Best of the Blog: IN VIVO, June 2008
In May, Windhover's editorial staff posted 35 articles to the blog, covering biopharma, device and diagnostics R&D, business development, regulatory and commercial news. Here are a few of our favorite posts that didn't make it into stories covered elsewhere in this month's magazine: Changing of the Change Agents: Exit Wyeth's Ruffolo, Enter Orbimed's Dolsten; Cimzia Launch: Nothing Simple About It; Lundbeck Thanks Myriad For the Memories; Takeda's Millions Buy a Lot of Beer.
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At Windhover's March 2008 Pharmaceutical Strategic Outlook meeting one overriding theme was an alliance paradox: values continue to rise and deals provide an increasingly important source of funds for biotechs, yet public investors don't seem to like these deals. Plus: a discussion of big-pharma outlicensing and the importance of CFOs in pharma strategy.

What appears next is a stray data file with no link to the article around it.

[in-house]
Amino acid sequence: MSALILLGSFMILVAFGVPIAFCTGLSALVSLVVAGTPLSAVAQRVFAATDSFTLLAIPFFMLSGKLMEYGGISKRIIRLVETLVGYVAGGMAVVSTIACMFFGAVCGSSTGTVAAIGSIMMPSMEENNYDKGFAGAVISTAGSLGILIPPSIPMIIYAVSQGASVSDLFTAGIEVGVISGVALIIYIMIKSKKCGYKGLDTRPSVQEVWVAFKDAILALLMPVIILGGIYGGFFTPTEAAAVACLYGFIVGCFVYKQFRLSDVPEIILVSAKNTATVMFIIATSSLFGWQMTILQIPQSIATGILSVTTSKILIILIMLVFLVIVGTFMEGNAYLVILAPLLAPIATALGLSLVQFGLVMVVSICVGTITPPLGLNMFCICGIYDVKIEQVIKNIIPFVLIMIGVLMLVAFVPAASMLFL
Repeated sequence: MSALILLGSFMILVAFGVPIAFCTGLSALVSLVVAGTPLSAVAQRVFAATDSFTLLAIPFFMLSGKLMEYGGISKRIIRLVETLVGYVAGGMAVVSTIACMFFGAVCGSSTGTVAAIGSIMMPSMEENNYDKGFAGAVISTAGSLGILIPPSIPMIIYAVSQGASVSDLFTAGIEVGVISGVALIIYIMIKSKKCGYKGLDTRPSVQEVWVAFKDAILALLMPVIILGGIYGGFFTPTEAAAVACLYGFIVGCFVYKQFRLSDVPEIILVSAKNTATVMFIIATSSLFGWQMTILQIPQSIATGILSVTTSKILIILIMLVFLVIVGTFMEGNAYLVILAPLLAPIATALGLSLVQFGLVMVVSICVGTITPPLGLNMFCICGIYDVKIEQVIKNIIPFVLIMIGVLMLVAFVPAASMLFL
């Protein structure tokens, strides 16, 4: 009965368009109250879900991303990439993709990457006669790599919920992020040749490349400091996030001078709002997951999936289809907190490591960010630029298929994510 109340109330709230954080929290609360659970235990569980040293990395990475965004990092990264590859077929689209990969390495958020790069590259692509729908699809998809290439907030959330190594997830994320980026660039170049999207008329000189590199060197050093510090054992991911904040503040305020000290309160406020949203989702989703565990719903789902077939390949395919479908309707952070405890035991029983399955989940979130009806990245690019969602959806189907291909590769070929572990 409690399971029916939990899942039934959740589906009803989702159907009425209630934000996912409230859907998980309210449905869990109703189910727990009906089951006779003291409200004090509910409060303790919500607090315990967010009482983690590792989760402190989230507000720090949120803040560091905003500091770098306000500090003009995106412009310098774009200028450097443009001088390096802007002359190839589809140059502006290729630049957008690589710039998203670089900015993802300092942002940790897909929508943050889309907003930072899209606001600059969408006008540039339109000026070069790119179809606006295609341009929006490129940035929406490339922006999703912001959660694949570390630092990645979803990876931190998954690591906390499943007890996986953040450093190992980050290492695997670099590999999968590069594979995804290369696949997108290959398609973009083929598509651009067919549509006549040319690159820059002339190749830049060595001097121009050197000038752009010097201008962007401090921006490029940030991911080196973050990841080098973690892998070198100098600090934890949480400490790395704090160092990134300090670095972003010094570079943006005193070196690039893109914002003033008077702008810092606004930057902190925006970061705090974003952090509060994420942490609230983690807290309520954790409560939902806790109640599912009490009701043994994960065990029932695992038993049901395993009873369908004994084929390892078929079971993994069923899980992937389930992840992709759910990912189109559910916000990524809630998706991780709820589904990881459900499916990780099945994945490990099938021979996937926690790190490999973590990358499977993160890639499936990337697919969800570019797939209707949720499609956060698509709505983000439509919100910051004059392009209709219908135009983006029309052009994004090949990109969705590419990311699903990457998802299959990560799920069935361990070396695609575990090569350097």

Alnylam's monster deal with Roche for non-exclusive rights to the biotech's RNAi platform across four therapeutic areas sets the bar for technology platform monetization. Not only is Alnylam gaining $331 million in upfront payments, it can turn around and re-license those same rights at any time. Roche is for the first time making a splash in RNAi, which it and other companies are betting will be a new therapeutic modality.
Against the trend, Novartis has dramatically increased its discovery infrastructure because, unlike most of its competitors, it believes it can cut R&D attrition. Drug research fails, its R&D execs believe, because it oversimplifies heterogeneous diseases. Instead, Novartis is testing drugs early in rare diseases that might be models of broader conditions. The proof-of-concept idea isn't new, but Novartis is exploiting it more extensively than anyone else, in virtually all new programs.